RALEIGH, N.C. – By his own admission, former NHL superstar Theo Fleury went 25 years without sleeping a solid wink.
The only time Fleury, who began drinking at the age of 16 after beer was purchased for him by Graham James, the sexual predator Fleury alleges ruled his life for three years, slept was with the help of alcohol or drugs. Or both.
“I was abused in a dark room,” Fleury said in an interview last week with WEEI radio in Boston. “Every time I closed my eyes at night, I went back to that dark room. The booze and the drugs allowed me to pass out and at least not think about it.
“I experimented with marijuana, hash, hash oil, and then figured out that I really liked cocaine. And cocaine and vodka was my cocktail that let me leave all of those emotional scars behind.”
Fleury’s off-ice scars, which were graphically detailed in his best-selling autobiography “Playing with Fire,” paint a first-person picture as to what the young victims in State College, Pa., might be experiencing.
Up until the still-emerging scandal at Penn State, fueled by former assistant coach Jerry Sandusky’s alleged sexual abuse of several boys, Fleury’s was the most widely known sexual-abuse story in sports history.
Now 43, Fleury and former teammate and NHL player Sheldon Kennedy have spoken out in recent days for support of the victims at Penn State.
James, a prominent junior hockey coach in Canada, pleaded guilty in 1997 to sexually assaulting Kennedy and an unnamed player, and served time in prison. Fleury filed a criminal complaint against James in 2010, alleging that he was molested by his coach. The case is still under investigation.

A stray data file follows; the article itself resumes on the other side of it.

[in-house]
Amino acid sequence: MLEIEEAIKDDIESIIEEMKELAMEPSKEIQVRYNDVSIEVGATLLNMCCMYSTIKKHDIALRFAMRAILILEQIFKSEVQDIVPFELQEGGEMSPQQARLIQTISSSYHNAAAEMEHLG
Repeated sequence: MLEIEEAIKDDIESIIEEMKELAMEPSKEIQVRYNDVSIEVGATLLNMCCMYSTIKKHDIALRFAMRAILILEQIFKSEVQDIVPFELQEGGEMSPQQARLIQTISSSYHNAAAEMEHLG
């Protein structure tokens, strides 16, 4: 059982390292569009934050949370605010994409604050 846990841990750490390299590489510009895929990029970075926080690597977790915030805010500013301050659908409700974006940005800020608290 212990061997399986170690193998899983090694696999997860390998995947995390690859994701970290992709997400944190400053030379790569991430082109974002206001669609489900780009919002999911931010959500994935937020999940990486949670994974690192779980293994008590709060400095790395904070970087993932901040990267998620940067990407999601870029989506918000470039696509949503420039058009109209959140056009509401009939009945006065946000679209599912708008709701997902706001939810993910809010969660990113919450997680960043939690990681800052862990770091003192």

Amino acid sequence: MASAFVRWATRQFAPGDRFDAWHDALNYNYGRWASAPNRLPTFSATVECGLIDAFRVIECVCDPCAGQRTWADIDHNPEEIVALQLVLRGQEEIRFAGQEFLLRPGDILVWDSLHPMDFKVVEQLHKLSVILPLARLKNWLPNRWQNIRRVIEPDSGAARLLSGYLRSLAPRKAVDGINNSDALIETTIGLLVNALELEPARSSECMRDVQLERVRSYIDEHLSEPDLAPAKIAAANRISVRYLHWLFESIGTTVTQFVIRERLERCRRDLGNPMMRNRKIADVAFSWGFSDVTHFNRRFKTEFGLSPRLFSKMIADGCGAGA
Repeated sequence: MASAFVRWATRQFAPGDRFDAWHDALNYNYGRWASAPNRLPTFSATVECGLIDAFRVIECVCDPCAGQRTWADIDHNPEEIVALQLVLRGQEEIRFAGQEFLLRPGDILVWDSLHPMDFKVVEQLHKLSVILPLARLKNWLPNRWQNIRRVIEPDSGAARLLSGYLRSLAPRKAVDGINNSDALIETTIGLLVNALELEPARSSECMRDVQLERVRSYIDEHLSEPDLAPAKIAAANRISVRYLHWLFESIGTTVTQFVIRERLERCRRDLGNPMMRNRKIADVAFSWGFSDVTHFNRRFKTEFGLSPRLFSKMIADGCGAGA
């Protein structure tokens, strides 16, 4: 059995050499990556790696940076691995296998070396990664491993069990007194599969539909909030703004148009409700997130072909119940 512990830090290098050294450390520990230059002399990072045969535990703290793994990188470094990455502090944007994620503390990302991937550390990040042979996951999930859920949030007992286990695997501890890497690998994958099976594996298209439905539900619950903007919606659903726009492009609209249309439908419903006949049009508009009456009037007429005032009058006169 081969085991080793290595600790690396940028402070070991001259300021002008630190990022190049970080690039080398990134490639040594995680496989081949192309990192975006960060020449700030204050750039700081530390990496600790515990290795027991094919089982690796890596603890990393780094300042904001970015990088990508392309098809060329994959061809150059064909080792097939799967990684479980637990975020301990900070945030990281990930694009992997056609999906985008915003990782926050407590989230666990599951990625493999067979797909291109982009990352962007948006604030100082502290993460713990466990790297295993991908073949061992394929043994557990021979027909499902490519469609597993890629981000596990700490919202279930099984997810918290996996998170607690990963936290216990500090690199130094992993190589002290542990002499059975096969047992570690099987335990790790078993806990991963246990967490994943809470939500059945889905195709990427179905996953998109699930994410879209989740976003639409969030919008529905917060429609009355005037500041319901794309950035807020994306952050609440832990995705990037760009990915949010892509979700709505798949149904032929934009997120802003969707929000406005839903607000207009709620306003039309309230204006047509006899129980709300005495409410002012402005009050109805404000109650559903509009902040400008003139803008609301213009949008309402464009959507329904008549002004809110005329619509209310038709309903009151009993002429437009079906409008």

Fleury won a Stanley Cup, an Olympic gold medal with Canada and led the NHL in scoring at one point in his 15-year NHL career. Kennedy played in 310 games for Detroit, Calgary and Boston. But their biggest battles in life weren’t on the ice. Both flirted with suicide in addition to their drug and alcohol addictions that they say stemmed from abuse.
In his book, Fleury admitted to 11 failed drug tests during his 2000-01 season with the Rangers, when he spent many nights sleeping on New York streets with the homeless. That season, he posted 74 points in 62 games.
“I found the purpose for my life,” Fleury said in the interview. “And that is to help people such as the boys from Penn State. If they wanted me to go and speak with them or hang out with them, I’ve learned how to cope with the situation.”
Fleury said since the Penn State scandal broke – and he has been bombarded with television, radio and newspaper interviews – his inbox has been “filled with people finding the courage and strength to come forward and reveal they were also abused.”
Kennedy said the grand-jury presentment surrounding the accusations against Sandusky in State College is proof that “no institution is exempt” from sexual abuse happening.